Wenjing Guan

Vegetable Crops Hotline Editor & Clinical Engagement Assistant Professor
Department of Horticulture and Landscape Architecture
Area(s) of Interest: Commercial Vegetable and Melon Production
Wenjing Guan's website

206 articles by this author

Article List
Figure 2. Wilt of watermelon seedlings due to grown in a high EC medium.

Producing healthy transplants is a critical step for a successful growing season. Choosing the proper growing media is an important first step. Supported by a USDA Specialty Crops Block Grant through the Indiana State Department of Agriculture, researchers from Purdue have been evaluating different organic growing media with and without adding supplemental organic fertilizers for tomato and cucurbit transplant production. In this article, we have highlighted a few transplant symptoms that are associated with growing media with excessively high or low electrical conductivity (EC) or pH. It is always a good idea to test EC, pH, and other important nutrient content of a medium when you are making your own or using an unfamiliar media. Most soil laboratories provide a saturated media extract test that provides information on these important parameters. More information about this test and suggested range of EC and pH can be found in this article http://www.soiltest.uconn.edu/factsheets/InterpSMEGreenMedia.pdf[Read More…]


Southwest Purdue Agricultural Center Field Day Date: June 27, 2019. Registration begins at 8:30 am. Location: Southwest Purdue Agricultural Center, 4669 N. Purdue Road in Vincennes, IN 47591 Topics related to vegetable production include: Organic Tomato Production: Dan Egel will discuss the Tomato Organic Management and Improvement Project — including foliar disease management of tomatoes. High Tunnel Grafted Cucumber & Specialty Melon Production: Wenjing Guan and Petrus Langenhoven will discuss cucumber and melon production in high tunnels. Applying IPM Principles across Cropping Systems to Increase Insect Pollination and Profitability: Laura Ingwell will discuss best management practices for watermelon production by quantifying pest pressures, pollinator health, and crop yields. Annual Strawberry Production: Wenjing Guan will discuss annual plastic culture for strawberry production in southern Indiana. Other topics include: Termites to the Rescue: In this presentation, Rick Meilan will discuss the use of enzymes derived from termites to control invasive woody species. Removing[Read More…]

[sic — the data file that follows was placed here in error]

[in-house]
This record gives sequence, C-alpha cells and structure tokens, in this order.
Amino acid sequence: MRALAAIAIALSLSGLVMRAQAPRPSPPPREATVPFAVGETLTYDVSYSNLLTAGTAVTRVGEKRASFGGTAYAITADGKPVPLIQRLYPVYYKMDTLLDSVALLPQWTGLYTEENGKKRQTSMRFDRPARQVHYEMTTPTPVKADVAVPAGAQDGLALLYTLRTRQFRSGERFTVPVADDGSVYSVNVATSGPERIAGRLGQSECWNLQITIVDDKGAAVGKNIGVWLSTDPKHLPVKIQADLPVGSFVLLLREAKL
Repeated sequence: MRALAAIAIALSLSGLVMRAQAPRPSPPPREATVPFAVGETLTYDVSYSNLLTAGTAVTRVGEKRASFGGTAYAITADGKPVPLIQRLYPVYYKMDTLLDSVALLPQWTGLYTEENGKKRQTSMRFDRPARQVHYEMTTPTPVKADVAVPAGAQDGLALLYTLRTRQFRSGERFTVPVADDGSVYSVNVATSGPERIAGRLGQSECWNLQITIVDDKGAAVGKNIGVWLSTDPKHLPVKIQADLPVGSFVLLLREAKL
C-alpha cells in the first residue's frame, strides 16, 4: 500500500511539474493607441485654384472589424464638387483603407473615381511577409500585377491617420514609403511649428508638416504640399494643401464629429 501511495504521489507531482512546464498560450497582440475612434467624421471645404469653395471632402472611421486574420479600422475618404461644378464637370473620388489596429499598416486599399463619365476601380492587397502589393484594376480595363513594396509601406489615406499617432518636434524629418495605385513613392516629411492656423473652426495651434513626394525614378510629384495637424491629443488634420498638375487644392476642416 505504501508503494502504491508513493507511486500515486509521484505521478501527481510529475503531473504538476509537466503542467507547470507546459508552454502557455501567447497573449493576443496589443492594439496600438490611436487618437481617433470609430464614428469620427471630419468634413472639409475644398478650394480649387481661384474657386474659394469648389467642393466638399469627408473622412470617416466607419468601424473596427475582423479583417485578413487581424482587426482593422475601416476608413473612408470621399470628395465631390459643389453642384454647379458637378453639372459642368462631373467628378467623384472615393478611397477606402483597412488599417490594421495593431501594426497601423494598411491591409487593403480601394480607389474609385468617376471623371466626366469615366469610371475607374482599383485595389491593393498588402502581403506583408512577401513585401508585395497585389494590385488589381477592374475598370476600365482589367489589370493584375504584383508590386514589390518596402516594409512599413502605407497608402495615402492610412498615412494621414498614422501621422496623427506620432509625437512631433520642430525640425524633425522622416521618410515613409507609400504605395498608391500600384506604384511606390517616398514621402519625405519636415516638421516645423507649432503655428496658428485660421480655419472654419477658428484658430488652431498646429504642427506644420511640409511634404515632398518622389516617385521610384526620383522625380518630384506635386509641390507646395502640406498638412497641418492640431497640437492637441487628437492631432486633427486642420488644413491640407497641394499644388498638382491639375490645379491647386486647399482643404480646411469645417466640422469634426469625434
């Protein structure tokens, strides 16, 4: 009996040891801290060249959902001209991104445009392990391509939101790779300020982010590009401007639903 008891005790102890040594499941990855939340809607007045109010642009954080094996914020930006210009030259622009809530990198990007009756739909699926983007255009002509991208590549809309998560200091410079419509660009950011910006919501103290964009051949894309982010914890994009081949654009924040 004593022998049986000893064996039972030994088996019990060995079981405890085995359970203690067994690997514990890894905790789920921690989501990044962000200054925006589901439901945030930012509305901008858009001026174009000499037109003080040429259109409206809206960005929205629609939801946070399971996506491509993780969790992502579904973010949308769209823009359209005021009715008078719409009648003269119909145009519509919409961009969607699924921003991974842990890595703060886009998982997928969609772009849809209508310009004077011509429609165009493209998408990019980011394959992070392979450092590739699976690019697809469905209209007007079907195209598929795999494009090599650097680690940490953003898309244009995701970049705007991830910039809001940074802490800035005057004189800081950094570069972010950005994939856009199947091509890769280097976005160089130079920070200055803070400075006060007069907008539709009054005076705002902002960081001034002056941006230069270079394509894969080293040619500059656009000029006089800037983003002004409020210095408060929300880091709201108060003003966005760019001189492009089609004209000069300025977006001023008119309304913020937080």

Figure 4. Connect four stakes in a rectangle shape (A), cross the hook (12’’) with the central-string (B) and hook it to the side-strings between the two tomato plants (C).